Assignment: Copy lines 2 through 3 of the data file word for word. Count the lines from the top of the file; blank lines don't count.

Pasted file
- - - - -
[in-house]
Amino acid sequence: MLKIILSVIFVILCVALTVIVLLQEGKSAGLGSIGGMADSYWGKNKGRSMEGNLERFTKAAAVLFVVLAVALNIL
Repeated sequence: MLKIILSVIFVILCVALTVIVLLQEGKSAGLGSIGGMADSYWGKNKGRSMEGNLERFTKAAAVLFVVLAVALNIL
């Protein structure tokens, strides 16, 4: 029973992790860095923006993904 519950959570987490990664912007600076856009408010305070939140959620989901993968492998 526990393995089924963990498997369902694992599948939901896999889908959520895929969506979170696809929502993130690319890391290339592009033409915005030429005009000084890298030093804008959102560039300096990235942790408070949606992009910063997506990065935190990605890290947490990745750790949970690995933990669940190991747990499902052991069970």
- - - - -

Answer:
Amino acid sequence: MLKIILSVIFVILCVALTVIVLLQEGKSAGLGSIGGMADSYWGKNKGRSMEGNLERFTKAAAVLFVVLAVALNIL
Repeated sequence: MLKIILSVIFVILCVALTVIVLLQEGKSAGLGSIGGMADSYWGKNKGRSMEGNLERFTKAAAVLFVVLAVALNIL